The Perils of Being a Good Samaritan in California

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The Supreme Court of California has ruled that one good deed may very well not go unpunished — unleashing a debate not only on who is a Good Samaritan but also who shouldn't even think about being one. On Dec. 19, the court made a decision in the case of Alexandra Van Horn v. Lisa Torti. The case alleged that Torti worsened the injuries suffered by Van Horn by yanking her "like a rag doll" from a wrecked car on Nov. 1, 2004, thus rendering Van Horn a paraplegic. The court found that Torti wasn't protected from legal action under California's current Good Samaritan laws.

Those laws were set in place in 1980, when the state legislature enacted Health and Safety Code 1799.102, which provides that "no person who in good faith, and not for compensation, renders emergency care at the scene of an emergency shall be liable for any civil damages resulting from any act or omission." However, in its sharply divided 4-3 ruling, the high court held that the state statute immunizing rescuers from liability applies only if the individual is providing medical care in an emergency situation, citing the statute's placement in a section of the code dealing with emergency medical services. Torti, who is not a health-care worker, believed she was acting as a concerned friend.

"Miss Torti is disappointed by the ruling, and we do think it will have negative repercussions here in California," says Torti's attorney, Jody Steinberg. "How it will affect the rest of the country, whether they will follow the supreme court's ruling is yet to be seen." Steinberg warns, "Here in California, one of these days we can have another earthquake, and the question is, Do you want people to help or do you want people to be thinking about whether they're going to get sued?" Van Horn's attorney, Robert B. Hutchinson, did not return several calls for comment. Steinberg has requested that the supreme court hear the case again. It will decide whether to do so by March. (Read about lawsuit abuse.)

In response to the ruling, Republican state senator John Benoit of Riverside proposed a bill on Jan. 6 that would extend the statute to include all emergency services rendered at the scene of an emergency, regardless of who performs the deed. "I spent 31 years in law enforcement, and as a highway patrol officer I responded to many, many, many accidents. I was not the first one there. Someone had helped a victim out of the car, out of the traffic lane, administered CPR," says Benoit. "I immediately, upon hearing about this case, was extremely concerned that it would in any way thwart people's willingness to give that aid, because in my experience that would translate into lives lost." (Read about California's looming fiscal crisis.)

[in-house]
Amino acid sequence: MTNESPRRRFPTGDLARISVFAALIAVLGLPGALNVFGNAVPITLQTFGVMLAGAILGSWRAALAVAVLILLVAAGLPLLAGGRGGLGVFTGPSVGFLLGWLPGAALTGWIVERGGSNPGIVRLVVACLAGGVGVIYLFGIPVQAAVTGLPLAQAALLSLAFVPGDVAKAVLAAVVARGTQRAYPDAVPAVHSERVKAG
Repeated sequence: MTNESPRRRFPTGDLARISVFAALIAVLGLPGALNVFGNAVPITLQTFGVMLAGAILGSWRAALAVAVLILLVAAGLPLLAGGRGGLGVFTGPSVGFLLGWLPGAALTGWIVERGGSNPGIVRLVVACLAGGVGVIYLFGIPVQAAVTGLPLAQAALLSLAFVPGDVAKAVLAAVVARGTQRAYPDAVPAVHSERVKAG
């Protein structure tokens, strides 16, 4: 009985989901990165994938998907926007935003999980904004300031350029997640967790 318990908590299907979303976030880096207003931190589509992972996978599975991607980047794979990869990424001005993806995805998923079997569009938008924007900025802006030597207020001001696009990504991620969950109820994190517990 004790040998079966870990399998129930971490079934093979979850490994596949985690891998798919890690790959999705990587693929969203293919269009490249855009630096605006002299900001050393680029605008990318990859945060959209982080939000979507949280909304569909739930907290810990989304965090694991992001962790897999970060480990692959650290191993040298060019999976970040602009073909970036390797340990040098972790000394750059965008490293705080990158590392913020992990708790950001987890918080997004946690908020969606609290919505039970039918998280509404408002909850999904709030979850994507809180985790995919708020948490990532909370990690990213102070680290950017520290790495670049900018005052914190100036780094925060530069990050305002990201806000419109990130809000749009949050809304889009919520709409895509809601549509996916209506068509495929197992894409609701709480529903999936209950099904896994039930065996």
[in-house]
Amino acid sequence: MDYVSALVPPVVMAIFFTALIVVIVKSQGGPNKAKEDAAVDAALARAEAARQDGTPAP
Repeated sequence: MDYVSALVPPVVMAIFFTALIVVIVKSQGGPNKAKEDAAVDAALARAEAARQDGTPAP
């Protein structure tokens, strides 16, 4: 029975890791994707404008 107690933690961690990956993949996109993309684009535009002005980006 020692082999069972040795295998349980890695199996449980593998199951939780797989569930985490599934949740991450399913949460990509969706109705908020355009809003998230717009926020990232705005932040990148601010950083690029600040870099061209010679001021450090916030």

The proposed legislation, SB 39, would enact the Good Samaritan Protection Act, which would amend the current statute to define emergency care as "medical or nonmedical." Referring to the current Good Samaritan statute, Benoit says, "If in fact the intention was just to limit it to medical providers providing medical care, that was too narrow [a piece of legislation] in my estimation, and this case shows it. I don't believe that was really the intent, even if it is in fact the way it's been interpreted. If not, it needs to be changed. We need to clarify that, and I thought, Let's move quickly and clarify it." Such proposed legislation would not be retroactive and would have no impact on the ruling in the Torti–Van Horn case. (Read about Good and Bad Samaritans.)

Some legal experts, however, argue that the proposed reform is a bad idea. University of Southern California law school professor Michael Shapiro feels that expanding the current statute to immunize not just medical personnel but also the general public would be a mistake. "I would not favor a law that says, 'Hey, if someone wants to rescue people, let them do it, just don't stop them deliberately, and if they botch it up and if they're careless and stupid, fine,' " says Shapiro. "I don't think that's a good state of affairs. I think a lot of people would be made worse off."

Shapiro says the message of the Torti–Van Horn case is not "Don't rescue, because if anything happens to the person, you're liable." Those who choose to rescue people have always been protected under common law, he points out, provided they act with due care. "If you wanted to rescue somebody, you can go rescue somebody even if you are not a doctor, but if you are negligent and the person is hurt, you're going to be liable," says Shapiro. "Negligent means unacceptably careless. It's not that big of an obligation to put on people not to act in a way that is unacceptably careless even when you're rescuing someone."

Indeed, in its decision, the supreme court made reference to common-law principles, saying that a "person has no duty to come to the aid of another. If, however, a person elects to come to someone's aid, he or she has a duty to exercise due care. Thus, a 'Good Samaritan' who attempts to help someone might be liable if he or she does not exercise due care and ends up causing harm."

Torti's lawyer Steinberg says he and his client aren't counting on the California high court's rehearing the case. Says Steinberg: "It's certainly not common that the supreme court reverses its decision." If the court decides to let its judgment stand, he says, the civil suit will most likely commence in August or September. Steinberg's defense strategy will focus then on whether his client acted reasonably under the circumstances and whether Van Horn's injuries were caused by the accident itself or occured when she was moved.

Read about the historical Samaritans.